The leakage performance is sub-par. The significant portion of their leakage is spread between 500Hz and 5KHz, which is a relatively broad range. Their leakage won't be as full-sounding as fully open-back headphones', but it'll be more noticeable than that of in-ears and earbuds. On the plus side, the overall level of their leakage is not very loud, so leakage will be an issue only at moderately to loud volumes.
The microphone of the Turtle Beach Stealth 600 is decent. In quiet environments, speech recorded or transmitted will sound rather full, detailed, and easily understandable. But it lacks a bit of presence and airiness and could also be a bit sibilant (sharp and piercing on S and T sounds). In noisy situations, they perform decently and are able to separate speech from ambient noise in moderately loud environments, such as a busy street. But they may not be ideal for very loud places, like a subway station.
The microphone has a decent recording quality. Their LFE (low-frequency extension) is at 160Hz, which is above average and results in a full-bodied voice. The HFE of 6.5KHz is also above-average, so although speech will lack some airiness and brilliance, it will have enough detail and presence to be easily understood. However, the 15dB peak around 5KHz could make voice a bit too sharp and piercing, especially on S and T sounds (sibilant).
The noise handling capabilities of the mic is about average. In our SpNR test, they achieved a speech-to-noise ratio of 19dB. This makes them suitable for quiet and moderately loud environments, but not ideal for very loud places like a subway station.
The Turtle Beach Stealth 600 have a good battery life with great power saving features but poor software support. They have about 16 hours of continuous playback and charge within 2 hours which is decent for a gaming headset. Unfortunately, the TurtleBeach Audio Hub software does not have a lot of features for this model. You can only reduce voice prompts (Mic monitor level and Tones level seems exclusive to the Xbox model). This pales in comparison to the Astro Command Center for the A50 or the Logitech Gaming software for most of the G-series headphones from Logitech.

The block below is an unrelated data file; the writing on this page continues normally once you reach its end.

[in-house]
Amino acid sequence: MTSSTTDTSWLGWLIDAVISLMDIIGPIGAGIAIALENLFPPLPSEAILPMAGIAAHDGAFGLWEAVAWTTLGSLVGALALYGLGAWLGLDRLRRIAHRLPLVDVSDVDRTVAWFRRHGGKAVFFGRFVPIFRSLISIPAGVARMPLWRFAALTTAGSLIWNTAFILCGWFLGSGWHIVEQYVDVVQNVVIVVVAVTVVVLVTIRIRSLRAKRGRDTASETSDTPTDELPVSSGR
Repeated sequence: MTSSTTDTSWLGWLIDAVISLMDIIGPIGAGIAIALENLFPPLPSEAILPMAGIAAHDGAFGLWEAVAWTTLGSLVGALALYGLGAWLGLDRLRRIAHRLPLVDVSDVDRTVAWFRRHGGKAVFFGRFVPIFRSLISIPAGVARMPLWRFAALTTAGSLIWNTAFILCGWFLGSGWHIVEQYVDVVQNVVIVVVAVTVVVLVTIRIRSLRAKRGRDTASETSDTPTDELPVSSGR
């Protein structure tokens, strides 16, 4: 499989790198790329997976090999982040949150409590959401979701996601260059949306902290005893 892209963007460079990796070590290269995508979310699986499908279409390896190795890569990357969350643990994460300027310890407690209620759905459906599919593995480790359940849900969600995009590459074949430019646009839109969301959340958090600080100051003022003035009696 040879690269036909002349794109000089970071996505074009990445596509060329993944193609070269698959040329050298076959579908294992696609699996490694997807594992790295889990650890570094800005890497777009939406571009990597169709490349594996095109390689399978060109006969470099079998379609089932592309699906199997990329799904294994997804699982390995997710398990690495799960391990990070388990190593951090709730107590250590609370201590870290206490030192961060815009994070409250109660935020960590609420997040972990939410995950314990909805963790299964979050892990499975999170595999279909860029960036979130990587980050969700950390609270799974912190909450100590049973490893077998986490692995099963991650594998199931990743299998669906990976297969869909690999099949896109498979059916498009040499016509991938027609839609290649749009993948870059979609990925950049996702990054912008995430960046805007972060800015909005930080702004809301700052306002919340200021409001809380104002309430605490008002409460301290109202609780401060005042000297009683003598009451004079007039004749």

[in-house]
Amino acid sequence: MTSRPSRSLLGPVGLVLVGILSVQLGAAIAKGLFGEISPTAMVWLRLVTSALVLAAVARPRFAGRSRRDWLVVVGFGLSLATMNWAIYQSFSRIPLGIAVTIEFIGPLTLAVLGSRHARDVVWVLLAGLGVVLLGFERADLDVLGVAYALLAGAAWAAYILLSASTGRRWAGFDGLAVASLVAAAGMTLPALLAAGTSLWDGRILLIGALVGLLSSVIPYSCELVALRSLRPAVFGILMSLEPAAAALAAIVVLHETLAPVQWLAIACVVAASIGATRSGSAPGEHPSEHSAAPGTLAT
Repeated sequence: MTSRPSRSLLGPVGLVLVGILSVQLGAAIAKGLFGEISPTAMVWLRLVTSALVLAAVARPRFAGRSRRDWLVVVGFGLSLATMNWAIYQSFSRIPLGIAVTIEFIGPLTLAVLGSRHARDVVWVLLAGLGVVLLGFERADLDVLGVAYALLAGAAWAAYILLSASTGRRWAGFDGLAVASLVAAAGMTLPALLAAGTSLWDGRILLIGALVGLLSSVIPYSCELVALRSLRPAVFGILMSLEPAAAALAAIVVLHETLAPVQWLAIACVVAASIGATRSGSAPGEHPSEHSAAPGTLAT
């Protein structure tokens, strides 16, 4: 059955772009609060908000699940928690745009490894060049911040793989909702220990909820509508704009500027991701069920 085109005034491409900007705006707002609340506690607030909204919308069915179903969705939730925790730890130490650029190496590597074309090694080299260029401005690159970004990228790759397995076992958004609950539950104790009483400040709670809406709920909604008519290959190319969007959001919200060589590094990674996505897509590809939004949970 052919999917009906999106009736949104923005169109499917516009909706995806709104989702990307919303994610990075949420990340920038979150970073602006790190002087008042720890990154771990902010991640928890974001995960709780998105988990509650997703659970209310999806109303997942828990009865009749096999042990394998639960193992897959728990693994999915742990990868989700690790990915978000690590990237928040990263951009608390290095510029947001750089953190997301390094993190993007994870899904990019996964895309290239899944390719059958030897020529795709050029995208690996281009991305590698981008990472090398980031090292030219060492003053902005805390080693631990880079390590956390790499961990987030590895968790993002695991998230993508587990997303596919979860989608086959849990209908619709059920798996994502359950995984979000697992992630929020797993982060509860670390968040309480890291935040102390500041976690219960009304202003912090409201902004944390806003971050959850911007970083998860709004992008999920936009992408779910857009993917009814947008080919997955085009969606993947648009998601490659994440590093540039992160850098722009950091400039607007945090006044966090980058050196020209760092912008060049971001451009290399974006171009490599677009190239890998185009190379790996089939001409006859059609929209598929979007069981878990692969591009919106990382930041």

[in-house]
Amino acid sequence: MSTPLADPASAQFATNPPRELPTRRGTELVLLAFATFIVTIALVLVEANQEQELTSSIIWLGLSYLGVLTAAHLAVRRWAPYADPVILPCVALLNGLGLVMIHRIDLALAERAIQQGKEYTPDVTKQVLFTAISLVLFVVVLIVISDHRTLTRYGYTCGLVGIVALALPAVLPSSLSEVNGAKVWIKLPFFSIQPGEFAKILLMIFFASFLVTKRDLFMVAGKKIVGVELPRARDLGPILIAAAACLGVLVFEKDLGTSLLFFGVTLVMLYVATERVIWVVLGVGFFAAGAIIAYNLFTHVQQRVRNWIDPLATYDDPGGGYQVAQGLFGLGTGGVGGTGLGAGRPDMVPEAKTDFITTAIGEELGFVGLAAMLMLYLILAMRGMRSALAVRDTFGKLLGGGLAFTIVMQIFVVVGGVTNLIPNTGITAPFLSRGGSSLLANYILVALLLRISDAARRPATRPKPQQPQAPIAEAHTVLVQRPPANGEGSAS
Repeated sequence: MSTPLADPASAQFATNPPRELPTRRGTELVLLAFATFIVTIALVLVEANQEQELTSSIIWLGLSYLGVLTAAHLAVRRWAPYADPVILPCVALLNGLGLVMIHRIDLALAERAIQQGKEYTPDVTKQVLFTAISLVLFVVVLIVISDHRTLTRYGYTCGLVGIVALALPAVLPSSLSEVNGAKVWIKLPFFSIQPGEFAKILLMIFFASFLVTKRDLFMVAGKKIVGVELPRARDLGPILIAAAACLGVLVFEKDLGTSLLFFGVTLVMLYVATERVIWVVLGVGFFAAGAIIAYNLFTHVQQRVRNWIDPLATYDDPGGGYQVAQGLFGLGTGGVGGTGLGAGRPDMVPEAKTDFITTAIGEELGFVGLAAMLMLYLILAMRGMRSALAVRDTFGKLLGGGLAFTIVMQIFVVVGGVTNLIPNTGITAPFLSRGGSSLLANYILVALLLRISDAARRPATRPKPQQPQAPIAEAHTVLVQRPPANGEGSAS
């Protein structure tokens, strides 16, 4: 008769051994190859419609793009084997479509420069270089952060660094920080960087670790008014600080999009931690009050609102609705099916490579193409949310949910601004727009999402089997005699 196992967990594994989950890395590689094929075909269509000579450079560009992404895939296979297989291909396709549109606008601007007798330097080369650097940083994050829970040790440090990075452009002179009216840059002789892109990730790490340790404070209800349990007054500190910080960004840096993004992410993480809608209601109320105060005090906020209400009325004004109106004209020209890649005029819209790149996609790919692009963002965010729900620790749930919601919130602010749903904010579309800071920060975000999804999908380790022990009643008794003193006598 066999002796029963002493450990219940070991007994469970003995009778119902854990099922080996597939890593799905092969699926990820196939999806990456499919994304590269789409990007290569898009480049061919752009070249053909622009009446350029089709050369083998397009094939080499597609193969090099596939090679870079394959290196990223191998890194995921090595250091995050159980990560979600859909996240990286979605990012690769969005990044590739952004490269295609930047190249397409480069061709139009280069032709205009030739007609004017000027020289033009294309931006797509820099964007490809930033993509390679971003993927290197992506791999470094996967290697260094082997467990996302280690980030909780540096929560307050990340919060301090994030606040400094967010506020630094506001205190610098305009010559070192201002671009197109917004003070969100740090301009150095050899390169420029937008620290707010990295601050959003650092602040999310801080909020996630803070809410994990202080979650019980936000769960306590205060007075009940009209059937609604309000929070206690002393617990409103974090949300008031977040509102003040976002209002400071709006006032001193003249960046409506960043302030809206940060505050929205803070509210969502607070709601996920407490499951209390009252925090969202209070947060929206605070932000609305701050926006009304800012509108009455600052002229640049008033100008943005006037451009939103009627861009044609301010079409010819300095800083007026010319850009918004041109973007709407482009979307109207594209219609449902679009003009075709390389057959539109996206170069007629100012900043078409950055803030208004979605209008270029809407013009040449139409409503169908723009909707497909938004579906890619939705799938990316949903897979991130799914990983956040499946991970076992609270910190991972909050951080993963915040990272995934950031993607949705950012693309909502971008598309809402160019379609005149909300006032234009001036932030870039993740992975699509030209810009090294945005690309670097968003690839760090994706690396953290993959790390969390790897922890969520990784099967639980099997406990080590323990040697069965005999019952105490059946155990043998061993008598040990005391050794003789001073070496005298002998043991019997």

The Turtle Beach Stealth headphones provide about 16 hours of continuous playtime, which should be enough for most gaming sessions. They also automatically turn off, which saves a lot of battery and they have audio while they're charging so you can have marathon gaming sessions if you're close to a power source.
The Turtle Beach Audio Hub is a poor app that offers practically no customization option and feels notably useless for the PS4 variant of the Turtle Beach 600. You can reduce the voice prompts level but you do not get an EQ, room effect, customizable surround sound, or button mapping. The Xbox variant of the headphones seems to have a mic monitoring option to control the mic level but we did not get the chance to review that model.
The Turtle Beach Stealth 600 only connect via their dongle and do not have Bluetooth like the Stealth 700. This means they have few connection options but on the upside, they have a great wireless range and an excellent latency performance which is good for gaming and watching movies.
These headphones do not support Bluetooth like the Stealth 700.
The Turtle Beach Stealth 600 do not come with an audio cable and have no other connection option but their USB dongle.
They come with a USB dongle that has no additional input options. The dongle is compatible with the PCs and the console specific to the headset variant. In this case the Turtle Beach Stealth 600 for PS4.
The Turtle Beach Stealth 600 have a great wireless range when the USB transmitter dongle was obstructed, and a decent wireless range in direct line-of-sight. They will rarely drop out if you're gaming directly in front of your TV and should have enough range for you to walk around your house while listening to music. They perform about as well as most typical Bluetooth headphones.